Thursday, 22 February 2007

They Shoot Poets Don’t They? La Mama, Feb 22, 2007


They Shoot Poets Don’t They? by James Pratt
La Mama, Feb 22 to March 4, 2007
Reviewer: Kate Herbert on Feb 22, 2007

Hoorah! They Shoot Poets Don’t They? is a really funny solo show with language and character.

It features a supercilious performance poet, Sebastian Flange, the invention of performer, James Pratt.

Flange (best pronounced “Flaaaaange” with a smirk) is alone on stage, dressed in a blue shirt and black jacket, with a startling overbite and a spittle-soaked lisp. He prances and postures, reciting or reading classics from the poetic lexicon in an affected accent.

He opens with a sexy interpretation of Walt Whitman, moves on to an indulgent analysis of Wordsworth on the beauty of Nature, then to Shakespeare and a personal view of Hamlet’s speech, “To be or not to be”. His reading of Marvell’s To His Coy Mistress uses the classical poem as a personal and contemporary seduction.

Flange is smug and conceited. He moves languidly around the space, posing for our benefit and imitating the gestures and dance that Shakespeare supposedly employed while seeking inspiration. He perches on a stool, gazing seductively at members of the audience, challenging us with his poetic vision.

Flange’s own writings include a comically banal poem about a cup of tea that we read while he sips a cuppa from a thermos flask. Pratt, as Flange, accurately and hilariously portrays a familiar type of overblown, arrogant pseudo-artist.

Nestled between his poetic ramblings and capering is a story about Flange’s mother’s weird life and death. A rampaging cow mauled her, grabbing her by the throat, crushing her larynx and rendering her mute. Nuns nursed her back to health while the teenage Sebastian read Shakespeare to her.

Flange’s father left his roofing iron sales job and became a pirate. Years later, Flange himself became a seaman and befriended the ironically named Tom Sawyerson.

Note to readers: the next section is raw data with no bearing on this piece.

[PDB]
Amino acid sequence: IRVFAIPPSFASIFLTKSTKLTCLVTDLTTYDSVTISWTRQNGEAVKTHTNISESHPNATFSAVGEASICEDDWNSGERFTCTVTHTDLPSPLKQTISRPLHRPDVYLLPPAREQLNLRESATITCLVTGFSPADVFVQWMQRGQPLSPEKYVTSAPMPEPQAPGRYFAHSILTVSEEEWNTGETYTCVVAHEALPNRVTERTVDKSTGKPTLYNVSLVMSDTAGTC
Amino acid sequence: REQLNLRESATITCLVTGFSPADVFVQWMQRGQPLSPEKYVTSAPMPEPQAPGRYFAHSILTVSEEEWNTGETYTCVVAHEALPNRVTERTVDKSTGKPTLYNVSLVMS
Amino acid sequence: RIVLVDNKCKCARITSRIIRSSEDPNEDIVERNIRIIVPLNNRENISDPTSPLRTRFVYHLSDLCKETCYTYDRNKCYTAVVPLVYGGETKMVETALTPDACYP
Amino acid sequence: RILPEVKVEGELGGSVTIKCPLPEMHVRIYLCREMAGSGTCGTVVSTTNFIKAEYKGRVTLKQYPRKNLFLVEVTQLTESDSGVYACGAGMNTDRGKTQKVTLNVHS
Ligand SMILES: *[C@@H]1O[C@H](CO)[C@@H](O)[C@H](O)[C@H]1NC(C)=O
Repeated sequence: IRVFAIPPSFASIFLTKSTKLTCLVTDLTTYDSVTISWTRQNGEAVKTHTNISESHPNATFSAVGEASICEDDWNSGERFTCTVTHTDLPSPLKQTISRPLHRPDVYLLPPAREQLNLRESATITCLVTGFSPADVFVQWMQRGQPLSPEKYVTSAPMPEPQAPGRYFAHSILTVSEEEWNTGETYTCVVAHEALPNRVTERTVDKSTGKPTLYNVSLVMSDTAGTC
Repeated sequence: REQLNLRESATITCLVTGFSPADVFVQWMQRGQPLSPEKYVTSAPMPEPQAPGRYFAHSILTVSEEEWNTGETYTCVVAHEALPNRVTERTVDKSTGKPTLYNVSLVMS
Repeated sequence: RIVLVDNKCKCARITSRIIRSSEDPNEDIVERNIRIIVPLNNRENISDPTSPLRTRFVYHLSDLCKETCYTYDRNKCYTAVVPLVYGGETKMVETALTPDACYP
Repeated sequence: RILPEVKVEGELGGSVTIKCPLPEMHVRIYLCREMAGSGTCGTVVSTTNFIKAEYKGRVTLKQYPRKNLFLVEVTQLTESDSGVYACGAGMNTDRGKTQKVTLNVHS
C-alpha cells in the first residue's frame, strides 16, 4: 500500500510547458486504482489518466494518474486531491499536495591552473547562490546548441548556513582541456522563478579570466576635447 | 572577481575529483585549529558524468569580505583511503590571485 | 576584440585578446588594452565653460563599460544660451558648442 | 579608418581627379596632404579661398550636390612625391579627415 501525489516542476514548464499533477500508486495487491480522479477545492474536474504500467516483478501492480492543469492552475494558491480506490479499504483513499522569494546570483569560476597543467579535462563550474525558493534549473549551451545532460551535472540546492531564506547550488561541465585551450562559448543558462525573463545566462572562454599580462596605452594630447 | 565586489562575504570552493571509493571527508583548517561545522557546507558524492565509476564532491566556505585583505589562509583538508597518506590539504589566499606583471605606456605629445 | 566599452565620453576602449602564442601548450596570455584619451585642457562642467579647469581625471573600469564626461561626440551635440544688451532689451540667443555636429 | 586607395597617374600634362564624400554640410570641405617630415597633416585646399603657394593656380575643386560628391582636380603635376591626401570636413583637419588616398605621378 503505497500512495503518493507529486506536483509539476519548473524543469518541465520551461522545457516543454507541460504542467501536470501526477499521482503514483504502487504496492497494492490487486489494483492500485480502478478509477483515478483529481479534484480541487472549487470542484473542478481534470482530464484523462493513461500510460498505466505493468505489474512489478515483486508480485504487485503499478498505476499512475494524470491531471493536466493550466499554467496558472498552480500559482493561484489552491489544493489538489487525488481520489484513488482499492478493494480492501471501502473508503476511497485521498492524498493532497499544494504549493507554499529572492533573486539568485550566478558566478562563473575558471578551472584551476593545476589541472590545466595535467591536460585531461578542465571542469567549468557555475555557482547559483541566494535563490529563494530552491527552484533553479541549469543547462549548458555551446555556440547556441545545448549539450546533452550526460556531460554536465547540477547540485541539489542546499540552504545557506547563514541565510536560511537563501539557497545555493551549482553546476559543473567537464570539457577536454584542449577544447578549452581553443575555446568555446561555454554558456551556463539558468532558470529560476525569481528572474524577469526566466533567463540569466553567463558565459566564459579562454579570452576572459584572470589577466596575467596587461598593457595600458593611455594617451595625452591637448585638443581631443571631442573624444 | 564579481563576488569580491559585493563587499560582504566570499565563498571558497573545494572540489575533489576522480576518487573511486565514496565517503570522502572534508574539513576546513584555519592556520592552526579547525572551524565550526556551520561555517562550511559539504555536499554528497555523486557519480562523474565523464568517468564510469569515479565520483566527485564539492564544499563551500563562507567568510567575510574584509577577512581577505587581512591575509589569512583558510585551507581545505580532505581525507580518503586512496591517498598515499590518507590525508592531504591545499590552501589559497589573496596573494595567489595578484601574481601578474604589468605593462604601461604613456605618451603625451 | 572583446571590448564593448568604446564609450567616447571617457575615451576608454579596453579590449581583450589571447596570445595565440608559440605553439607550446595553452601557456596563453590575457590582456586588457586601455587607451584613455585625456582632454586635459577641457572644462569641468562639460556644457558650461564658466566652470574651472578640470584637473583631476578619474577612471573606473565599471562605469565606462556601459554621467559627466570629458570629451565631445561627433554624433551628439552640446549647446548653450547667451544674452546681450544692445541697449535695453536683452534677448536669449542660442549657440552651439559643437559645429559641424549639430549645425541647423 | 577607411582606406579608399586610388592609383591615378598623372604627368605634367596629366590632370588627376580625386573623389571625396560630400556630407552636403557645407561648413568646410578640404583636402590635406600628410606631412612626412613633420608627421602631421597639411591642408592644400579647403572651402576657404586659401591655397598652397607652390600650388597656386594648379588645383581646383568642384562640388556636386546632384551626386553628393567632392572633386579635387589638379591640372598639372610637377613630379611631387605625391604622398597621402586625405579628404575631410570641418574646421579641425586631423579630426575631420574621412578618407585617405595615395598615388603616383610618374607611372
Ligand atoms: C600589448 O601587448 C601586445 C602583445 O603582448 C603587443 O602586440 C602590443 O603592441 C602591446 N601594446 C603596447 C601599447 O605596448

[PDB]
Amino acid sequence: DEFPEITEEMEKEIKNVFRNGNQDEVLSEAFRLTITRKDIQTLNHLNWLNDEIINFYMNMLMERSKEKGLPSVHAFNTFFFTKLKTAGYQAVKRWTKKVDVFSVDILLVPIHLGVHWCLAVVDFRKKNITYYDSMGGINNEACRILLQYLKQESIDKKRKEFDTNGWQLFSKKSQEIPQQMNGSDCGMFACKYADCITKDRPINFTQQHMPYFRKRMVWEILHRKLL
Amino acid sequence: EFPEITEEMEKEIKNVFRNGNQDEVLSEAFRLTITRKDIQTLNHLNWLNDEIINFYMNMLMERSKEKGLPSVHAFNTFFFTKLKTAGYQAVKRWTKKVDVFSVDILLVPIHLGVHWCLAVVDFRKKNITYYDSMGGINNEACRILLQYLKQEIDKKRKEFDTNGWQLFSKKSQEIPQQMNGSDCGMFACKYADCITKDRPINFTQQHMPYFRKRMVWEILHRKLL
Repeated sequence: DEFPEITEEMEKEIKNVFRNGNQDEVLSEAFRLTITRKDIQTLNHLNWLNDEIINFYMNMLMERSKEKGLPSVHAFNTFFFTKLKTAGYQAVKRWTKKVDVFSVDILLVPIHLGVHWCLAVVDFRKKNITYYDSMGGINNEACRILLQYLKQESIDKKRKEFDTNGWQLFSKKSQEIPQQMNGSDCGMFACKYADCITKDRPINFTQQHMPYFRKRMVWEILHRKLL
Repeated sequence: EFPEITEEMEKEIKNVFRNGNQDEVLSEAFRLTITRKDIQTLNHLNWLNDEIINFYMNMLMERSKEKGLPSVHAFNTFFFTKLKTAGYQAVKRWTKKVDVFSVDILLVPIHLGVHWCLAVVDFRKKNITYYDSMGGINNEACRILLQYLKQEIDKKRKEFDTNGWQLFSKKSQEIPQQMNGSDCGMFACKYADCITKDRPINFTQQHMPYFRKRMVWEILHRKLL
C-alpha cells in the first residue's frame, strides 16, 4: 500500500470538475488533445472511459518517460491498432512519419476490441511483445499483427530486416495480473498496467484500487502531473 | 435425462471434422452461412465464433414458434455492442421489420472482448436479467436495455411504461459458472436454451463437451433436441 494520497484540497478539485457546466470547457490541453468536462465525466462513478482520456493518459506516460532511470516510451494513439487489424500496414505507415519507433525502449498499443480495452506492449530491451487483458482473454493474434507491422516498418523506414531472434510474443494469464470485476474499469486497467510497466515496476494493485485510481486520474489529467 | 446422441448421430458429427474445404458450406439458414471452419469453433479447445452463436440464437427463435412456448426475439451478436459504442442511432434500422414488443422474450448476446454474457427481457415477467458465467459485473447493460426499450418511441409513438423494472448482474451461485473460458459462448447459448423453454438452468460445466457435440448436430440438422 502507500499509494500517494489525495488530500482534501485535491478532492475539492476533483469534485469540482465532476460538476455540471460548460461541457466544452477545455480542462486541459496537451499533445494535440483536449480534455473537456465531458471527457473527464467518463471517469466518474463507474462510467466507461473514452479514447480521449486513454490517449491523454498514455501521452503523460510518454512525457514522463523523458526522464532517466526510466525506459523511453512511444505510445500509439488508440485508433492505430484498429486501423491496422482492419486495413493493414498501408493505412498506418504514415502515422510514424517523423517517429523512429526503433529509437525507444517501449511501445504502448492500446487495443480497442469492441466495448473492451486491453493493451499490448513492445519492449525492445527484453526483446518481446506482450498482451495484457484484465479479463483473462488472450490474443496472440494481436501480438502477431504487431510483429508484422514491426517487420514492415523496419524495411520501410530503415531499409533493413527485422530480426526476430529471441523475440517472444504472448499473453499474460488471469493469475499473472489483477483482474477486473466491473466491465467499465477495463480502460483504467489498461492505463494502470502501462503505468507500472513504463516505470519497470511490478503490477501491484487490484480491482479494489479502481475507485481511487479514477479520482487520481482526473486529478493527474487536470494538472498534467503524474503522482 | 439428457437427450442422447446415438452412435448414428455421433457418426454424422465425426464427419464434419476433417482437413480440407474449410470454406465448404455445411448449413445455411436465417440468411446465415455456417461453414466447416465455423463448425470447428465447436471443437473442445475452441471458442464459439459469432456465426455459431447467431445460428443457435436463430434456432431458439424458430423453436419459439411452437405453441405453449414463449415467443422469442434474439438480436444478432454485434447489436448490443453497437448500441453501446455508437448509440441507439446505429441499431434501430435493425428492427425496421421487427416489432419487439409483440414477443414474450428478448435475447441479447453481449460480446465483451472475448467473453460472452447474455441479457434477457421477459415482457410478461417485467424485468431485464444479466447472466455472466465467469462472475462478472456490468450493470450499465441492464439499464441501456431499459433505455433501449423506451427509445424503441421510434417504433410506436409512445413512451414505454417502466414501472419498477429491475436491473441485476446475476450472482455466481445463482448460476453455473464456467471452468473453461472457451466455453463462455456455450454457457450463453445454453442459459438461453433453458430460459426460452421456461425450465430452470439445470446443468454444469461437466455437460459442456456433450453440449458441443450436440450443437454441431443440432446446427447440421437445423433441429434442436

This grinning, patronising character is a delight to behold. Pratt, as Flange, is confrontational, intimate, engaging and very, very funny. He creates a contemporary clown that challenges us with language and comedy.

By Kate Herbert

Wednesday, 21 February 2007

Autobahn by Neil Labute, Feb 21, 2007


Autobahn by Neil Labute
By Act-O-Matic 3000
Cromwell Rd Theatre,  Wed to Sat, Feb 21 to March 3, 2007
Reviewer: Kate Herbert

Neil Labute’s short play cycle is a disturbing and revealing vision of ordinary people in ordinary relationships. 

Each of the seven mini-plays is set in the front seat of a car with two characters. Some are virtually a monologue, with a silent character acting as a sounding board for the other’s obsessive chatter.

The direction, by David Ryding, is slick and focuses on the characters’ emotional drive. The cast is accomplished and Labute’s writing compelling.

In Autobahn, a woman (Brenda McKinty), the passenger, prattles anxiously to her silent husband while he drives. Their predicament unfolds slowly as she reveals that their teenage foster son has stolen their car and accused his father of abuse. Her husband’s frozen silence is powerful.

All Apologies is, like Autobahn, a monologue to a silent character. An enraged and humiliated man (Dan Walls) attempts to apologise to his coolly listening wife for his verbal abuse. Her silence makes him angrier and his rant becomes an excuse for his bad behaviour rather than an apology.

Shanrah Wakefield, in Funny, plays a young woman just out of drug rehabilitation. She talks in a stream of consciousness, gazing out the car window while her long-suffering, silent mother drives. But her languid ramblings soon become manipulative and distressing.

Merge is the first dialogue. A man (David Gardette), having collected his wife (Catherine Kohlen) from the airport after a conference, painfully unravels the truth about her sordid experience with two men in her hotel room.

In the second half, an Hispanic homeboy (Juan Modinger) drives his buddy to collect his Nintendo from an ex-girlfriend. There is an edge of danger in both the incessant ravings of the driver and the silence of the passenger.

Bench Seat is an edgy and unpredictable situation in a car when a college boy (Brett Whittingham) tries not to upset his volatile, uneducated girlfriend (Olivia Hogan) while trying to break up with her.

Perhaps the most disturbing play is Road Trip. A teenager girl (Natasha Jacobs) curls up in the passenger seat next to a man we assume to be her dad (Ron Kofler) taking her on holiday. What is revealed is far more insidious.

The performances are all skilful and the plays rivetting. Labute captures the intensity and secrets in ordinary lives.

By Kate Herbert

Angels With Dirty Faces, Feb 21, 2007


 Angels With Dirty Faces
Written by Iresha Herath with Rachel Fitzpatrick
Production by 9minds
Fairfax Studio, Victorian Arts Centre,  Wed to Sun,  to Feb 25, 2007
Reviewer: Kate Herbert